INDIAN RIVER COUNTY — For 100 years, the Boy Scouts of America has taught young boys to grow into future leaders. Over the course of the last century, the organization’s mission hasn’t changed, but its methods have.
Today’s Scout leaders must be equipped to handle new technology and other modern pitfalls. On Monday night, the 100th birthday of the Boy Scouts of America, those Scout leaders received awards and recognition for their service.
In all, 10 awards were handed out for Cubmaster, Webelos Leader, Cub Scout Leader, Boy Scout Leader (2), and Scoutmaster of the Year, along with three Keepers of the Flame, and the District Award of Merit.
The Boy Scouts of America is one of the nation’s largest and most prominent values-based youth development organizations, according to the organization’s Web site.
“For nearly a century, the BSA has helped build the future leaders of this country by combining educational activities and lifelong values with fun,” the Web site states. “The Boy Scouts of America believes – and, through nearly a century of experience, knows – that helping youth is a key to building a more conscientious, responsible, and productive society.”
The Keeper of the Flame awards are given to those who “Keep the Flame of Scouting going in Gulf Stream Council and Indian River District,” according to the organization.
The Keepers of the Flame were some of the most important members of Native American tribes as they were the ones tasked with keeping the embers from the last campfire in tinder as the tribes moved to a new location.
This year’s Keepers of the Flame are:
Suzy Osgood – has served as leader in various levels of Scouting, been on the staff of Indian River Cub Scout Day Camp, trained for various positions, and “has been one of those responsible for the great success that Pack 503 has had over the years.”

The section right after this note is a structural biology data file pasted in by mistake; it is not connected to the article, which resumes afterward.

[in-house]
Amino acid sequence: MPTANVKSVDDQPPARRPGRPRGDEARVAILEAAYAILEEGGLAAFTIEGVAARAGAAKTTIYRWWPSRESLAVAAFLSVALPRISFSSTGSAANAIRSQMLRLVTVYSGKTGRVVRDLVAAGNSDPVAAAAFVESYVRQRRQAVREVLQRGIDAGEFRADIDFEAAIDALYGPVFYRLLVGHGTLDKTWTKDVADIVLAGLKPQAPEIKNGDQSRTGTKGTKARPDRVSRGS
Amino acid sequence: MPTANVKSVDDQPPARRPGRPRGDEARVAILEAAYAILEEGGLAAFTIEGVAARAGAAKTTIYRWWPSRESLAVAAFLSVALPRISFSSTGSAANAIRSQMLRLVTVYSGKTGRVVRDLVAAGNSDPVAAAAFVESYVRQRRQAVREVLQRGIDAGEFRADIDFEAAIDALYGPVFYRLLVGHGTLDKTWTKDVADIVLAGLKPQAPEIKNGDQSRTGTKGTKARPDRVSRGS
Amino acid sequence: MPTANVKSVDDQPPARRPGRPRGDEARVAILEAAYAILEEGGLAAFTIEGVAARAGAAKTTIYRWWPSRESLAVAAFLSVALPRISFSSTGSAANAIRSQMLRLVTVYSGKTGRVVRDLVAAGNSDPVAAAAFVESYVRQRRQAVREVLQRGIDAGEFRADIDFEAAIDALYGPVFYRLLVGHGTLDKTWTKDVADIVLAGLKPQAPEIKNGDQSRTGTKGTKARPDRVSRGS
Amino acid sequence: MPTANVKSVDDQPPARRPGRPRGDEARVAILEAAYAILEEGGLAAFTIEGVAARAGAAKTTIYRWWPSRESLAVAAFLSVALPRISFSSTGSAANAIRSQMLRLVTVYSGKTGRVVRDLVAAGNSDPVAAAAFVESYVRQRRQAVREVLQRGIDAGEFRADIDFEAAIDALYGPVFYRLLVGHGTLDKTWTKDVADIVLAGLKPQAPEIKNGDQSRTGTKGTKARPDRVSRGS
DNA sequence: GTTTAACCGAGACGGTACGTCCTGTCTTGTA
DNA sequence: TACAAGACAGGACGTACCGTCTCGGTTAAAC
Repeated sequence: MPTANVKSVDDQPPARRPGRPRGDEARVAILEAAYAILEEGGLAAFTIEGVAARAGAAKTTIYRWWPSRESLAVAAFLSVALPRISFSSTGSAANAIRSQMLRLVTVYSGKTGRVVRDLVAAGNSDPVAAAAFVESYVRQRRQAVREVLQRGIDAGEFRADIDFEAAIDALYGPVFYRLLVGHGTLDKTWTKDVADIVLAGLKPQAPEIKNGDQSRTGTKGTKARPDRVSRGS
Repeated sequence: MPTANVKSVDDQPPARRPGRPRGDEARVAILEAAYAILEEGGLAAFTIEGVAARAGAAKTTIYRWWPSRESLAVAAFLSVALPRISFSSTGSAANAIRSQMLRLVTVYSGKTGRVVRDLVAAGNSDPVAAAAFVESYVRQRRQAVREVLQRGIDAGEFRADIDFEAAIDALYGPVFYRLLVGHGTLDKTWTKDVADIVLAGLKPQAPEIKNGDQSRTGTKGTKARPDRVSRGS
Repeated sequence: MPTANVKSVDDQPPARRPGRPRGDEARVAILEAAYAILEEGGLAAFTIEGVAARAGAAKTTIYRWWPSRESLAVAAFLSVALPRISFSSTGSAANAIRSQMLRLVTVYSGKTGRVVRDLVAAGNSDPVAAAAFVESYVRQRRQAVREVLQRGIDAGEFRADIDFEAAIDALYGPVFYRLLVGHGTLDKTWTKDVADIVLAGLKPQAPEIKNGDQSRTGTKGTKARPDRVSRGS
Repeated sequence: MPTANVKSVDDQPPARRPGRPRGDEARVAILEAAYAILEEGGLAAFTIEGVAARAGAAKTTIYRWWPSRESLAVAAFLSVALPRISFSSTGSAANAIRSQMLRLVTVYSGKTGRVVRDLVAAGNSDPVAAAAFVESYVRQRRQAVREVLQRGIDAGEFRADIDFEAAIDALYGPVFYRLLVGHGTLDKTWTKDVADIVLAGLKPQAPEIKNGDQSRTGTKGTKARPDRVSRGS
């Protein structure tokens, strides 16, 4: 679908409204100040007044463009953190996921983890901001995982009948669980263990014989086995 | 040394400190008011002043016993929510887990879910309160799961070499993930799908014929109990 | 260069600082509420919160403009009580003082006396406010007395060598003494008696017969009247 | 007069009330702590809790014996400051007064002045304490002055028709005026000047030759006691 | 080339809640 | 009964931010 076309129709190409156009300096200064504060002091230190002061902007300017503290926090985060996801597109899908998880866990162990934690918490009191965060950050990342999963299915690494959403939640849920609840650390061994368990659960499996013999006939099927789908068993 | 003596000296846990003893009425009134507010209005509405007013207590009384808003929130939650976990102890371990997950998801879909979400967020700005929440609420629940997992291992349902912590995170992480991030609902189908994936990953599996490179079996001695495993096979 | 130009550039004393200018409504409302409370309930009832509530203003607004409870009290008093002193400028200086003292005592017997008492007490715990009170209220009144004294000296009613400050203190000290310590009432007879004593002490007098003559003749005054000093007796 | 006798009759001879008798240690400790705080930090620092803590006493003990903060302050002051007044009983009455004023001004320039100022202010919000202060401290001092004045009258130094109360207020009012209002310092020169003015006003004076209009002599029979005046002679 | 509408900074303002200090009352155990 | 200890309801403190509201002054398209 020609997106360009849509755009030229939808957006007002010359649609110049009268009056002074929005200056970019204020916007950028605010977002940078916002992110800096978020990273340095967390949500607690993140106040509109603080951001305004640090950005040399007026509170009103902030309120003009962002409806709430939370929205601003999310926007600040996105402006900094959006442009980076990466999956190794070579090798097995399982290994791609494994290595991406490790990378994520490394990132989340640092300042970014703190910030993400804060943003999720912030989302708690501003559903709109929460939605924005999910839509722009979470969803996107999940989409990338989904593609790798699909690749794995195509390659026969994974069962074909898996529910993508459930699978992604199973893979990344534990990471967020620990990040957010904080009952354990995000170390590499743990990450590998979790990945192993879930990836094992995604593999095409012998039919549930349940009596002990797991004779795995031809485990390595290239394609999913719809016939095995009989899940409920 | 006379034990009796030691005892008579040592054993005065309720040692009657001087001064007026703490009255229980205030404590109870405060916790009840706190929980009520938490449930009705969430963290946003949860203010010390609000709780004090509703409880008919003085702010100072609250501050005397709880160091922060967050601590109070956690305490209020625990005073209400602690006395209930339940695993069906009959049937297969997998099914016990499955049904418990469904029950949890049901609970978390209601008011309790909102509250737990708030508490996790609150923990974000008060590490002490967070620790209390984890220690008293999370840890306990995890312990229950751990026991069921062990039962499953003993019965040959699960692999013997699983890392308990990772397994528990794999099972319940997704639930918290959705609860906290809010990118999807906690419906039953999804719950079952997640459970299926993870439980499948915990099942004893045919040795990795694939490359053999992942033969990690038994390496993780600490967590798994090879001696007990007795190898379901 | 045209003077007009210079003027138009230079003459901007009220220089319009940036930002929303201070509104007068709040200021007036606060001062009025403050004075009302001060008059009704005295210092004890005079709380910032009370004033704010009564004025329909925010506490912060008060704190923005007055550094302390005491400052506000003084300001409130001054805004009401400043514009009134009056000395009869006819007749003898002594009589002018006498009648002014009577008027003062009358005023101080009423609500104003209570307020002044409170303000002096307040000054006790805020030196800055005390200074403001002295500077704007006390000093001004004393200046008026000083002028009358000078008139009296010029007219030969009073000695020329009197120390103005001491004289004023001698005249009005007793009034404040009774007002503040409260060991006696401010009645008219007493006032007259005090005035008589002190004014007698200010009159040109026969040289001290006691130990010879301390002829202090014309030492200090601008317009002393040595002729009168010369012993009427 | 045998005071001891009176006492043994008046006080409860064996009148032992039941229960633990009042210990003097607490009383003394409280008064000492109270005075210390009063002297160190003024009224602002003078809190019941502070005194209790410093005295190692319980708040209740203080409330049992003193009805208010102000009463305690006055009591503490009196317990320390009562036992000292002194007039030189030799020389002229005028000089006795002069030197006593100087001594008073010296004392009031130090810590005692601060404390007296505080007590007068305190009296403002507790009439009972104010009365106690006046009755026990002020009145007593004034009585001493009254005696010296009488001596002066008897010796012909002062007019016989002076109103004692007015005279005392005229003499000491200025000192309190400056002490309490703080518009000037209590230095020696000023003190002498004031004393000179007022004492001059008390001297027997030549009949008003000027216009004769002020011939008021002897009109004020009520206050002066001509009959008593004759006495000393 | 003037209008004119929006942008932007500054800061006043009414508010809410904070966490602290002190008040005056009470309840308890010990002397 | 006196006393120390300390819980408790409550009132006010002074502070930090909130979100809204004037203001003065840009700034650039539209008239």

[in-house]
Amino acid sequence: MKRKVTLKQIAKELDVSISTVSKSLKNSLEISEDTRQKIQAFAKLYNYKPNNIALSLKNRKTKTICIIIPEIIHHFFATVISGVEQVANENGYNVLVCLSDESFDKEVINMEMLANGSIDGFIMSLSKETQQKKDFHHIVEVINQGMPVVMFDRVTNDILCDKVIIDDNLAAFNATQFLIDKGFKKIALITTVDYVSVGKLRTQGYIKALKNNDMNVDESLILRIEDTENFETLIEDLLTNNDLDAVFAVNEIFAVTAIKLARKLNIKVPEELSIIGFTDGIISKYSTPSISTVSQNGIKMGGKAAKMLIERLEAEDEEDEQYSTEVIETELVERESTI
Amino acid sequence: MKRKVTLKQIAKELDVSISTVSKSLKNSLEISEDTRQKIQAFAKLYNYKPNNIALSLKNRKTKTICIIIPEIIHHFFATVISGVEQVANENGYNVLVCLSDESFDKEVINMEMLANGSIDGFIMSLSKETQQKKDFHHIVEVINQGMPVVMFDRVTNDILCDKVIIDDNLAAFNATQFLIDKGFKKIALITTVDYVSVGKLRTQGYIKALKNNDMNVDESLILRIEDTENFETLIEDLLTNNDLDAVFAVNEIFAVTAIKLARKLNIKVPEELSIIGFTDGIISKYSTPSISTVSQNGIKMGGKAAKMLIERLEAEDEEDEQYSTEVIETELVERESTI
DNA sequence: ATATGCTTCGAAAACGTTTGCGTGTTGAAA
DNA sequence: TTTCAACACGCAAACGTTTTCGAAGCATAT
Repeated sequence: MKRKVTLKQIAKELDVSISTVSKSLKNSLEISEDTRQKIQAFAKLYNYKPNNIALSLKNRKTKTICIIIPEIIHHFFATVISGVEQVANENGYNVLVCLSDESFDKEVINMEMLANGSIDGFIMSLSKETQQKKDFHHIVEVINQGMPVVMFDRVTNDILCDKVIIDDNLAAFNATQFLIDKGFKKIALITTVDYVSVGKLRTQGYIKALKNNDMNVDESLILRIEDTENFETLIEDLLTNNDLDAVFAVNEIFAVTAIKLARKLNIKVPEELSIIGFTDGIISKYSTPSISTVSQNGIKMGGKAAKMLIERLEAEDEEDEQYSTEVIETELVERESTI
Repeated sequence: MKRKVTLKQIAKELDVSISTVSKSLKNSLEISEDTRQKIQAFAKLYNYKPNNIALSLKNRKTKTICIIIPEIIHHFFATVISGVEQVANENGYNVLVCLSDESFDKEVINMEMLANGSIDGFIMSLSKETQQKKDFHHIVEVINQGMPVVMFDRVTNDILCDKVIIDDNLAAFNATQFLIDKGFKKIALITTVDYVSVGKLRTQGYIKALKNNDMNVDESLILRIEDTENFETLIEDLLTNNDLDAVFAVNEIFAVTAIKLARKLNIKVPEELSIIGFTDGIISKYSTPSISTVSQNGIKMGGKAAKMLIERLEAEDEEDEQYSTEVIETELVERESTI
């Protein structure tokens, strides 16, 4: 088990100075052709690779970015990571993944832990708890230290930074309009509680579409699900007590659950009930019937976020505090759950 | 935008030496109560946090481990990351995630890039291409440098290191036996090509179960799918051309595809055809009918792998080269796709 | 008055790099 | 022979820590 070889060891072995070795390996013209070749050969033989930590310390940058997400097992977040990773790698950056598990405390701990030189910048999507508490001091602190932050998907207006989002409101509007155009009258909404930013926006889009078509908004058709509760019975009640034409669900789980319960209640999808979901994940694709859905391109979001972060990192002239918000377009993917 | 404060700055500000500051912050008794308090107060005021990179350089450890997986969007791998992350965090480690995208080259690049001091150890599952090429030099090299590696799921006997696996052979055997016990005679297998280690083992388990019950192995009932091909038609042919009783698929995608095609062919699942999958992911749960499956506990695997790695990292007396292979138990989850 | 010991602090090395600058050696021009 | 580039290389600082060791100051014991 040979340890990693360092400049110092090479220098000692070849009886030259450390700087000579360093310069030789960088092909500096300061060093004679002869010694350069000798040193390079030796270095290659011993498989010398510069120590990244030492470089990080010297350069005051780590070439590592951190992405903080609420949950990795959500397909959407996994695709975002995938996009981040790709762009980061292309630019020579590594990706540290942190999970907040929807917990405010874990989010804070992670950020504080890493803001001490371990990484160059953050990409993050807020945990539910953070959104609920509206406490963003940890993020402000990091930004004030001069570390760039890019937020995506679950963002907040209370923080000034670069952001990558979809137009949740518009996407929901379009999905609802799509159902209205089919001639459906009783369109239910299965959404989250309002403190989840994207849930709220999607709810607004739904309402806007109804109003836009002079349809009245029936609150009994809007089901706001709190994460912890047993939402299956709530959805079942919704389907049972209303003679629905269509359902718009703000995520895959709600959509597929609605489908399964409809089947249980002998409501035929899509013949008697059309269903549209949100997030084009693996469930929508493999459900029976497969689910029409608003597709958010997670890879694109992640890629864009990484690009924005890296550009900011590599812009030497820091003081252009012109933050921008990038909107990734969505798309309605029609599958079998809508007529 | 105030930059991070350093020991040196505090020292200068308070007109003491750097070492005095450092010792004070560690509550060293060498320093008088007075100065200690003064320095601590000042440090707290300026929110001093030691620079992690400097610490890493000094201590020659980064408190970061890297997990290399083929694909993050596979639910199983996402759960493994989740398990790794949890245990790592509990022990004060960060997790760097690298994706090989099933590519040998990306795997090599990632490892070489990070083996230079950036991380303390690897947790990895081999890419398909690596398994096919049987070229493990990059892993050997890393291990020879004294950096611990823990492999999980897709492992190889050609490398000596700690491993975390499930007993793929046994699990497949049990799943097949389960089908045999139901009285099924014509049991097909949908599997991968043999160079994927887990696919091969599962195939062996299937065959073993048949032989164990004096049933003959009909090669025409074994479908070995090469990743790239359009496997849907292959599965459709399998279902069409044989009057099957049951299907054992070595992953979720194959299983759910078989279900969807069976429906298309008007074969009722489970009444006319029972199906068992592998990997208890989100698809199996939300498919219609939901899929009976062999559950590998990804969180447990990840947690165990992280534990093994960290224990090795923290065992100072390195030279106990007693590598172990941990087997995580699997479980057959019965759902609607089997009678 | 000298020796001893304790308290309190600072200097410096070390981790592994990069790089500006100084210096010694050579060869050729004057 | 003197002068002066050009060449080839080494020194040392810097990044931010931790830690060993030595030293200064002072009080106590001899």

Beth Jennings – Commissioner’s Arrowhead Award recipient, Wood Badge Trained and earned Wood Badge Beads, and she holds the Scouters Training Award, the Scouter’s Key and is a member of The Order of the Arrow.
Toby Turner – he is “considered a ‘Legend’ in Indian River County, not only in scouting but in public service also, his three sons are all Eagle Scouts, member of the Bobwhite Patrol, Lieutenant of the Indian River Fire/Rescue Department, and District Award of Merit recipient.
The District Award of Merit is the highest award the district can bestow and is not given out lightly. This year’s winner started as a Den Leader and then Cubmaster. He then organized a new Boy Scout Troop.
David Smith is a member of the Fox Patrol and serves as a Boy Scout Roundtable Commissioner. He is an active member of the Knights of Columbus and is a Eucharistic Minister at St. John of the Cross Catholic Church, which charters Troop 513.
The award winners include:
Cubmaster of the Year: Valaine Robinet of Pack 506, American Legion – fully trained in any position served and always a Roundtable participant;
Webelos Leader of the Year: Kevin Hansen of Pack 525, St. Sebastian’s Catholic Church – fully trained including Wood Badge, as member of Eagle Patrol, earned Wood Badge Beads;
Cub Scout Leader of the Year: Christina Posavec of Pack 567, Our Savior Lutheran Church – started two years ago as Tiger Leader, fully trained and enrolled in Wood Badge, serves Roundtable Staff;
Boy Scout Leader of the Year: Peggy Lyon of Troop 567, Our Savior Lutheran Church – holder of Commissioner’s Arrowhead Award, conducts “First Year Scout Program” and is a city attorney for the City of Vero Beach;
Boy Scout Leader of the Year: Cliff Lahman of Troop 513, St. John of the Cross Catholic Church – member of Fox Patrol, fully trained and earned Wood Badge Beads, serves as Assistant Scoutmaster and on Roundtable Staff;
Scoutmaster of the Year: Eldridge Wynn of Troop 530, Asbury Methodist Church – fully trained, Wood Badge trained and earned Wood Badge Beads, member of Eagle Patrol, and makes a point to have his Junior Leaders take part in Outdoor Skills Training.